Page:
• Thumbs up to professional app developer Simon Roberts, a Tlingit and Haida man who lives on Prince of Wales Island, for creating a Tlingit language smartphone app. And another thumbs up to the experts, elders and entities assisting in the effort. The preservation of culture is vital and language is an integral part of getting there. Roberts is working with his grandma, Alicia Roberts, and University of Alaska Southeast Native languages professor Lance Twitchell, among others, on developing and recording the app. When it’s complete, the app called “Southern Tlingit 1,” will be available for free download in the iPhone and Android app stores.
• Thumbs down to the acoustic problems — specifically the flutter echoes, as they are called — that exist in the mental health wing at Bartlett Regional Hospital. With sensitive patients, having one more complication must be challenging for nurses, caregivers and doctors, not to mention the patients themselves. And thumbs down to the high price tag for the fix. We urge the administration to keep exploring options that may be more cost effective.
• In contrast, thumbs up to staff at Bartlett, including people like Jennifer Brown, the director of the mental health unit and the director of Rainforest Recovery who have acted on feedback from patients. “We want to promote a nice healing environment for patients,” she said in an article published this week. “It’s a great unit, it’s a safe unit, it’s a clean unit, but we think we could improve the healing aspect of it.”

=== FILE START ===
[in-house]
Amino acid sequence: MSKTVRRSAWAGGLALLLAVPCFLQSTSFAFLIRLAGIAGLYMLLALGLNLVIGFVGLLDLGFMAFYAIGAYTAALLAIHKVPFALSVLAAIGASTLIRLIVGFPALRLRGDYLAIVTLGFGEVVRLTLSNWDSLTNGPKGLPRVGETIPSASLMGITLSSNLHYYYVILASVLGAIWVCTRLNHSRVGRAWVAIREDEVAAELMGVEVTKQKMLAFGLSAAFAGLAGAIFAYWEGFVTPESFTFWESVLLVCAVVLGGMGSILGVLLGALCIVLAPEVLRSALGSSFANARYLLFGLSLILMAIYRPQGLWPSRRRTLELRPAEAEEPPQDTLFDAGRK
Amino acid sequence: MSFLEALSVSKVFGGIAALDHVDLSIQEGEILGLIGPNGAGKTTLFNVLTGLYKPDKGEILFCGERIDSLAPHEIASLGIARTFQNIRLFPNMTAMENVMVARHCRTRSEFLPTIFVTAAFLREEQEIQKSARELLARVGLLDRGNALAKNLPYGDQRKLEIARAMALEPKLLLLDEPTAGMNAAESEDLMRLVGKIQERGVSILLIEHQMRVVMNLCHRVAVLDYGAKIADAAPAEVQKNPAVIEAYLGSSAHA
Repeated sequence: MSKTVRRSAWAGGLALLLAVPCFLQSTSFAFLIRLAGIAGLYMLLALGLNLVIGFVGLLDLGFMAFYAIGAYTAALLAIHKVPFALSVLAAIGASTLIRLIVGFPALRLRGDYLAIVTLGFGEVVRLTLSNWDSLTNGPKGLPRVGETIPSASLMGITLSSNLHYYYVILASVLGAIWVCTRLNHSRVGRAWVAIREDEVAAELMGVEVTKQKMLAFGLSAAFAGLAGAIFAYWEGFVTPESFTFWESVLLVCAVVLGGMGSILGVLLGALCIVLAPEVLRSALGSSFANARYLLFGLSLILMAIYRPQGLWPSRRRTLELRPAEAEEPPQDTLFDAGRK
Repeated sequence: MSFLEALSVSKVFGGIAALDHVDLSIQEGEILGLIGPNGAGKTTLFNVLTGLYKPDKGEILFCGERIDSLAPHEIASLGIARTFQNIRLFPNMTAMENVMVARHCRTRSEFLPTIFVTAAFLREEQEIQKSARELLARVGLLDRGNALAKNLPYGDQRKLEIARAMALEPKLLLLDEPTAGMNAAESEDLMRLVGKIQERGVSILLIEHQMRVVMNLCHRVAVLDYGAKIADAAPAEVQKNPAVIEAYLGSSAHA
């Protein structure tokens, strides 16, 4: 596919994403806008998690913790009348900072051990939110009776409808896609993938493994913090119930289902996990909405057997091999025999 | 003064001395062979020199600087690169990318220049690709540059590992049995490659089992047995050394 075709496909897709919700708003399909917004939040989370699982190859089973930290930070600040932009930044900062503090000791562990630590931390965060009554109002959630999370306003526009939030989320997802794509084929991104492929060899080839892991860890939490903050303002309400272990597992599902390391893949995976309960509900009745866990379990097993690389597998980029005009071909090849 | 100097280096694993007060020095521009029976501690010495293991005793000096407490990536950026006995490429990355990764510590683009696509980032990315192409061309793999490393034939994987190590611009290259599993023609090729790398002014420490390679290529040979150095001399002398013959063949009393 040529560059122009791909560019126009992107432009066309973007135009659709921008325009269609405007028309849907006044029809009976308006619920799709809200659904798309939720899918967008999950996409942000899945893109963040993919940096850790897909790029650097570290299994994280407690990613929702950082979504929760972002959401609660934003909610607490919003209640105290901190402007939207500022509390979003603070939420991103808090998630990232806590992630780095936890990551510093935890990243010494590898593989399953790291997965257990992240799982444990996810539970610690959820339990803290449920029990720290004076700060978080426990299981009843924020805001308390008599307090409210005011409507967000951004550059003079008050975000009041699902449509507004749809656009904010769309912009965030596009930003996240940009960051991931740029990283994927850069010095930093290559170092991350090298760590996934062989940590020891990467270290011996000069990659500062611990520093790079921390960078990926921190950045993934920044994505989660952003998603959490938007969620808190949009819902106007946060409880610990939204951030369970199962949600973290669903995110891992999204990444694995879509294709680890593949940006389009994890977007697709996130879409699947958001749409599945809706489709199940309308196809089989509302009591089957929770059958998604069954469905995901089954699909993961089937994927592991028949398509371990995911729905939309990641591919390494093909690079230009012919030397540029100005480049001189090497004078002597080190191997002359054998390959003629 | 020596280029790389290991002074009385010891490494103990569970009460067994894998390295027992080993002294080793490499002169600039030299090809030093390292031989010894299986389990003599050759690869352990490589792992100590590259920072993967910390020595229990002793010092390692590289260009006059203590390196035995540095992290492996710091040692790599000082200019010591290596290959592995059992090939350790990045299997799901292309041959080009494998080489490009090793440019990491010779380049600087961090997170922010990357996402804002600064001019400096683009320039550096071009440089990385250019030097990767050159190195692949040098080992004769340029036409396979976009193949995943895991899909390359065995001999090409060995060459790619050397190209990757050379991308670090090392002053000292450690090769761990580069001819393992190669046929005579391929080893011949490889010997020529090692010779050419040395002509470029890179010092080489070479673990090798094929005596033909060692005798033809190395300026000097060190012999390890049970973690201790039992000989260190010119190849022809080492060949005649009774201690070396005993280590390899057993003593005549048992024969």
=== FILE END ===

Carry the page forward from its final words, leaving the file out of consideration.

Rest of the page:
• Thumbs up to this year’s record fishing season in Southeast Alaska in which commercial fishermen hauled in more than one million salmon for the first time ever. According to a story we ran in Friday’s edition of the Empire, “coho have returned to Southeast in the highest numbers since 1994, leading the troll fishery to almost double last year’s catch. Purse seiners have topped their previous overall salmon catch record by more than 10 million. Gillnetters’ top three years on record are the last three, with this year the highest. Pink salmon have also returned to Southeast in record numbers, trollers have caught more chum than they have since statehood, and the season isn’t over yet.” Good fishing like this can only continue with careful and proactive management techniques, as well as adherence to those guidelines.
• While most salmon species seem to be doing well, a thumbs down to the declining numbers of king salmon, not only in Southeast Alaska, but also in the rest of the state. It’s no secret the size and overall number of these tasty and tenacious fish has trended downward. In some rivers and regions of Alaska, the lack of fish is staggering. We are concerned and hope the problem can be solved.